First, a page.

I’ve experienced many times how intimately God is involved in our lives. While I was co-authoring the Amazing Grace book series, it was incredible how often casual conversations with strangers led to amazing stories for the book. That experience plus the stories I heard, gave clear evidence just how present God is to each one of us.
One such story came while I was standing in line to have a book signed at a Catholic Conference. When the lady next to me, Agnes L’Heureux, from International Falls, Minnesota, was done sharing her story, a confused look came over her and she said: “I don’t know why I just told you all that.”
“I know,” I said. “I’m working on a collection of stories and I would love to include yours in the book. Can I call you next week to fill in the details?”
It was 1957 and Agnes was 27 and pregnant with her sixth child. The oldest was only 7 years old. I n spite of the busyness, Agnes and her husband John were thrilled to be expecting another precious gift from God. But one morning, something was terribly wrong. At around 12 weeks, she began bleeding. A dull pain formed in her abdomen so she went to the doctor. “I think you are going to miscarry,” he told her gently. Her throat swelled as she tried to swallow back the tears.
“I already loved this baby,” Agnes explained. She hoped the doctor was wrong. “I’ll go home and rest,” she thought. “Maybe things will get better.”
By morning, the pain was unbearable. “I knew I was losing the baby,” she said. “Please God, if there is any way, save my baby,” she prayed. She was willing to accept God’s will, but she kept hoping and praying her baby would survive.” Doctors made house calls back in those days. When he arrived, he realized Agnes had an ectopic pregnancy. The baby had been growing in the fallopian tube, which had ruptured. An ambulance came and sped her to the hospital.
Blinking her eyes open in the recovery room, Agnes focused on the tubes coming out of her arm connected to a pint of blood. The realization of what had happened stabbed her heart. Her baby was gone. A profound sense of emptiness enveloped her.
“My baby...” she sobbed.
The nurse at her side explained that Agnes had lost a lot of blood but was going to be fine. In those days, women were discouraged from mourning a miscarried or stillborn baby. Every time Agnes began to cry, someone would quickly quiet her. The message was: You have five children at home. This was only a twelve-week baby. There is no reason for tears.
After ten days in the hospital, Agnes returned home to her busy life and pushed her grief aside. Five years later she had one more baby. For thirty years, the grief over the bby she lost remained buried. But then, while preparing to give a talk for a Cursillo weekend, the memory came out of dormancy. As Agnes began writing her background information, and wrote that she had six children, a voice from within corrected her: “No, you have 7 children.”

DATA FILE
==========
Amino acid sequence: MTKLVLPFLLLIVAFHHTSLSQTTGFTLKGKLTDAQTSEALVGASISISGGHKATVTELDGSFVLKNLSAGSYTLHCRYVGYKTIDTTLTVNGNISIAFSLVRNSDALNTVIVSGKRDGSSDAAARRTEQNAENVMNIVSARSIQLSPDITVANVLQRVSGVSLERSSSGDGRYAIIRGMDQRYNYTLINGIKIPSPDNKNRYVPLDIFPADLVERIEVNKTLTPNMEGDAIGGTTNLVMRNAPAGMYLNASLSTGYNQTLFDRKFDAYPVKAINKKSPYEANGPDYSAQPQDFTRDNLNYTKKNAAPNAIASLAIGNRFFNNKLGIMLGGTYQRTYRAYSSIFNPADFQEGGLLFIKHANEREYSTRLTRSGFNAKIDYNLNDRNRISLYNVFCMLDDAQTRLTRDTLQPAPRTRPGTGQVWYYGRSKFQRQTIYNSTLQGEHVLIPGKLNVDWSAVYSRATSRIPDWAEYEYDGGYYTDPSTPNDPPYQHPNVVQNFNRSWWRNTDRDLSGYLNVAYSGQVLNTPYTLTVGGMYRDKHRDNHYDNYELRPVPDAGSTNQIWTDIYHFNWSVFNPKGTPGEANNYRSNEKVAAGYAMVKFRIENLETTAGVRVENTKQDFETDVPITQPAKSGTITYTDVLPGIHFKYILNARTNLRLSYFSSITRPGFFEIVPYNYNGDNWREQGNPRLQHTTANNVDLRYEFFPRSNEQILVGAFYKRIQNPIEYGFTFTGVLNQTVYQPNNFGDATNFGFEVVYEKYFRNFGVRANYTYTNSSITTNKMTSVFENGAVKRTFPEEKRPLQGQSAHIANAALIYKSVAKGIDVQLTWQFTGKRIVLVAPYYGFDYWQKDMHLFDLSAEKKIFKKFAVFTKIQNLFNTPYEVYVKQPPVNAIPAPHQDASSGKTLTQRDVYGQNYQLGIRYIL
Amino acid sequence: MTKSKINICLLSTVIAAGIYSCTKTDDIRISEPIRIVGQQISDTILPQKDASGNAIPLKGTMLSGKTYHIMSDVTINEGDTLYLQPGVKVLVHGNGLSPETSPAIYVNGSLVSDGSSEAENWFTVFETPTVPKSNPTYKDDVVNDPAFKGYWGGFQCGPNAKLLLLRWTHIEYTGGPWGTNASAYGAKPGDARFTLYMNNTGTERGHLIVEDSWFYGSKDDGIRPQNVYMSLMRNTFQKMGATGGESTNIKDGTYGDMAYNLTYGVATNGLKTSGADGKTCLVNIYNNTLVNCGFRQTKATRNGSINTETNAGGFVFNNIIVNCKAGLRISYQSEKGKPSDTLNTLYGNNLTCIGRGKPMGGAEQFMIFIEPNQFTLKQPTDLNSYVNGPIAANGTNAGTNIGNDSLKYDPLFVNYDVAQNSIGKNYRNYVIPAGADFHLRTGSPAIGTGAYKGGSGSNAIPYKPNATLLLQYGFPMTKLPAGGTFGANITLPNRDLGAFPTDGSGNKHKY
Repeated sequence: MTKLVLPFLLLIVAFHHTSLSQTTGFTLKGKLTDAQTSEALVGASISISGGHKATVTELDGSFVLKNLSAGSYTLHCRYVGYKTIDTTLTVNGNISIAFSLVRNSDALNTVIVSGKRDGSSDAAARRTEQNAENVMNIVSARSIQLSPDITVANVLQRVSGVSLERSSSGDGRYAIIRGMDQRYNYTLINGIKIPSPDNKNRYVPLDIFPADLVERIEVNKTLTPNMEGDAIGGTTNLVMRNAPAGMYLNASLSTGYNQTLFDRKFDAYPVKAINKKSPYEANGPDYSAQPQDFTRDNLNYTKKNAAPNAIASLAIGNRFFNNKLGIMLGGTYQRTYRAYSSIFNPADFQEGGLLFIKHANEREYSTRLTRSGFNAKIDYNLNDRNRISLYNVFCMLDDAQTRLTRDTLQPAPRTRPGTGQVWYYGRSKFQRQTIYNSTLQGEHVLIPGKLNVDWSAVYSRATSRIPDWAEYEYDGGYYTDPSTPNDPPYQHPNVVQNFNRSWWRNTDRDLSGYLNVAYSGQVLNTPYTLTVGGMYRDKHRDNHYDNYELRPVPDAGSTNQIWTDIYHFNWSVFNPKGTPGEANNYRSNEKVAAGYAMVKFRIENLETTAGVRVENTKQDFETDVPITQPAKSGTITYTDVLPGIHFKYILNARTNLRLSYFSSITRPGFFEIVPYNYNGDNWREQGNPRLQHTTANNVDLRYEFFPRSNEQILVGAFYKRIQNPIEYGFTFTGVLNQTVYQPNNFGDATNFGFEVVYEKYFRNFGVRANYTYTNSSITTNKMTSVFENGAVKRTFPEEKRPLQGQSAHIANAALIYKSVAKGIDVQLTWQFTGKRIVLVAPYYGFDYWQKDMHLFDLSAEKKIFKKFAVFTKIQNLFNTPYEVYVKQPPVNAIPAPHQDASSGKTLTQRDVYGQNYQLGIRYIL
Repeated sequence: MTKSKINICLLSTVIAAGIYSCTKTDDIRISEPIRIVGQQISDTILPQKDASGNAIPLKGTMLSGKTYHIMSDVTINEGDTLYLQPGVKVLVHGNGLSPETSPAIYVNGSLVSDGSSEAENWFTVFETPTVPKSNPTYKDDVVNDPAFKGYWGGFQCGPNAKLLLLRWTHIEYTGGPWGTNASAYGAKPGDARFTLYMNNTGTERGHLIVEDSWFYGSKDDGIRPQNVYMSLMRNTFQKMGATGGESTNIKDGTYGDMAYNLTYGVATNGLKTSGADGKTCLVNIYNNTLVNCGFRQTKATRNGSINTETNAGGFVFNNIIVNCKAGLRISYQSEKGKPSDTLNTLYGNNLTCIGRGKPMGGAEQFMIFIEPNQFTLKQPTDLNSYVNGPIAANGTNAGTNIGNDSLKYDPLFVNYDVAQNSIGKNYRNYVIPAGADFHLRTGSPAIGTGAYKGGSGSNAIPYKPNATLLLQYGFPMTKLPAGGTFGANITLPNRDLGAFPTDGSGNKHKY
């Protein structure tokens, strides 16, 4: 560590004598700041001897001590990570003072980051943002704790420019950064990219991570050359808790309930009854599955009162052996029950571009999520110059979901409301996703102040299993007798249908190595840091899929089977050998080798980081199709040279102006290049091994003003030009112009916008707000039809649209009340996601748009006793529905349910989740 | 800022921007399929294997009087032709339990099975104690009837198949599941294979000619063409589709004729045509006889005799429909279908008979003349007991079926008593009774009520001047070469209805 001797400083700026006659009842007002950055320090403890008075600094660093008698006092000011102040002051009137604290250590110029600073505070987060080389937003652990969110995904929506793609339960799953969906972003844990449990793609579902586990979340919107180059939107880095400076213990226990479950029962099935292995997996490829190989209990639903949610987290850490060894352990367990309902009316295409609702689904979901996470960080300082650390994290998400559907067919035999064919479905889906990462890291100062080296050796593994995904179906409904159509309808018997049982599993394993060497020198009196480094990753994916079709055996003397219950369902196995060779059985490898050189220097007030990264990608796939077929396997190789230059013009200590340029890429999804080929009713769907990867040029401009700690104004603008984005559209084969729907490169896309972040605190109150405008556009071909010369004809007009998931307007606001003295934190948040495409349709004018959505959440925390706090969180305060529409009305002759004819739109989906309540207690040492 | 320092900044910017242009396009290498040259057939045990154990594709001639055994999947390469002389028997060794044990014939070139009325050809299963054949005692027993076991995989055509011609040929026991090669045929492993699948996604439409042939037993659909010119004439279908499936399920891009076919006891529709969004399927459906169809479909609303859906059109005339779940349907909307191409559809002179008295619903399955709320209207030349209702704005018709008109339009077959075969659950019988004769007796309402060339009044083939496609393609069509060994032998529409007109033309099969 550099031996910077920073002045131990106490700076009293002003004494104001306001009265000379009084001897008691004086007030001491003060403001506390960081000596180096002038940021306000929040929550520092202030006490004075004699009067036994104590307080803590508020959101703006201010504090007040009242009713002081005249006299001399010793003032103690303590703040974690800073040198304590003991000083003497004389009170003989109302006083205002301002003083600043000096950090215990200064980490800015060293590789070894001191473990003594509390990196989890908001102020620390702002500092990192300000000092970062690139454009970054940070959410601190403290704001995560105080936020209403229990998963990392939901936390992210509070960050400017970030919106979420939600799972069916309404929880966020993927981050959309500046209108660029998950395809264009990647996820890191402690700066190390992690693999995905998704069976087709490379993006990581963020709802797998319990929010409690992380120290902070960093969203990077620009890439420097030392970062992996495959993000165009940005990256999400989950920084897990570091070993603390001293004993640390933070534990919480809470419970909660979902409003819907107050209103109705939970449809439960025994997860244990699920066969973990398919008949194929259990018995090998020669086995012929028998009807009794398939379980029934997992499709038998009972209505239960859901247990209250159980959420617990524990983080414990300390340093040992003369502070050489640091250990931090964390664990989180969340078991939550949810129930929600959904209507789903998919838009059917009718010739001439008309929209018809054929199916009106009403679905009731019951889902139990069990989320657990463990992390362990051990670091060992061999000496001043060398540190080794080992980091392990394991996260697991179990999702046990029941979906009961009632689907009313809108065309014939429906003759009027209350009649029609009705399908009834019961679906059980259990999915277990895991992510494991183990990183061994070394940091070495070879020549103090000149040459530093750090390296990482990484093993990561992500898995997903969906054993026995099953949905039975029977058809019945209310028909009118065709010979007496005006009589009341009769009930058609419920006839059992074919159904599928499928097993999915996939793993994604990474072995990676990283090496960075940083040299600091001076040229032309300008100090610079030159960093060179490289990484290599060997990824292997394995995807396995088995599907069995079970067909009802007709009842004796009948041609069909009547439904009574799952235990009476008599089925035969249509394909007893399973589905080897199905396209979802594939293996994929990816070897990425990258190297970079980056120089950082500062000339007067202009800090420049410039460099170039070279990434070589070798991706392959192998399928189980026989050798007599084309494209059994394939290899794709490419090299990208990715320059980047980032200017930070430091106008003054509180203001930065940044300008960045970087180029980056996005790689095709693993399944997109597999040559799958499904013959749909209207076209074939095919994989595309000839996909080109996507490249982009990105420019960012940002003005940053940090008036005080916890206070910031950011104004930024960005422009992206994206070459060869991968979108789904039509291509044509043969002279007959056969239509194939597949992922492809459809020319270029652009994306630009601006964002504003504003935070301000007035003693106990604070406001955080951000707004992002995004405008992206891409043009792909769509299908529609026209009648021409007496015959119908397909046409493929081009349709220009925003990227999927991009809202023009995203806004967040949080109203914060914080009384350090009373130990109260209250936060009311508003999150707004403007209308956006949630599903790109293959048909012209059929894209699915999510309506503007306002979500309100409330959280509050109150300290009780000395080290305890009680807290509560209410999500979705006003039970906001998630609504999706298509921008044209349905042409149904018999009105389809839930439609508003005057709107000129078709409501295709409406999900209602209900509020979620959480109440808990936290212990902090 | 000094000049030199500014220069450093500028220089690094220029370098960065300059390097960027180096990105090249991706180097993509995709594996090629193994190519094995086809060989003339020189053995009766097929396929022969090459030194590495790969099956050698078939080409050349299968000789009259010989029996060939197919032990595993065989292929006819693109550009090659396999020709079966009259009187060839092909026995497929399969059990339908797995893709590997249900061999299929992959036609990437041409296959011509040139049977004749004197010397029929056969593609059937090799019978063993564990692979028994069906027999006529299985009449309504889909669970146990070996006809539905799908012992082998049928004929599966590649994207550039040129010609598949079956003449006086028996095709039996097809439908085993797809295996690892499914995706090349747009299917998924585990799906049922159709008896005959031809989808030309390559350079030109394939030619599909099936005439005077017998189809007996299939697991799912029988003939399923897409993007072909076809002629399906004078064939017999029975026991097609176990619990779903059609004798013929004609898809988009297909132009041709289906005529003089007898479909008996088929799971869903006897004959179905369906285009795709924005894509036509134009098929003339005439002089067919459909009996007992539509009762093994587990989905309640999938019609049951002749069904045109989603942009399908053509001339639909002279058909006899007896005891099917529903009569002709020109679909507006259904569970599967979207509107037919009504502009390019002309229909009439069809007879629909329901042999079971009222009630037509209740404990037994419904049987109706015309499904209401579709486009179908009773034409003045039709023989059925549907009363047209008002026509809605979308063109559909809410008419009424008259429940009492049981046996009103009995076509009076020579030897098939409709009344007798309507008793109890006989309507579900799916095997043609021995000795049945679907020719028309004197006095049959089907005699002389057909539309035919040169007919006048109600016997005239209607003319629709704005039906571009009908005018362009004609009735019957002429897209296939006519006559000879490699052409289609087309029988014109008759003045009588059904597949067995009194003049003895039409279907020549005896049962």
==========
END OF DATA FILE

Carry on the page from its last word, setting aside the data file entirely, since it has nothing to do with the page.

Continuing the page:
Agnes put down her pen, stunned as the words echoed in her brain: “You have 7 children.” For thirty years she had ignored the existence of one of her children. Like a dam bursting forth, tears flooded down her face as she thought of her precious baby with God. For several days, the grief she had stuffed for thirty years came out.
During this time, Agnes went for coffee at a newly opened senior social center for people fifty-five and older. She was fifty-seven. A lady who she recognized as working at the hospital years earlier, sat down at her table.
She studied Agnes carefully then her face lit up with recognition. “Oh! I know who you are,” she said. “You had the ectopic pregnancy.” Agnes was so surprised to be remembered after all those years and especially at a time when she was finally experiencing what the loss of her baby meant to her.
“I have always wanted to tell you,” the nurse said, “I baptized your baby.”
Agnes was speechless and cried tears of joy. Only God could have arranged such a meeting at just the right moment in her life. “Peace and calm filled me,” she said. “Finally, I was ready to go home and finish my speech. But first, I had one more thing to do. I named my little boy: David Benjamin, my little angel whom I look forward to meeting one day in heaven.”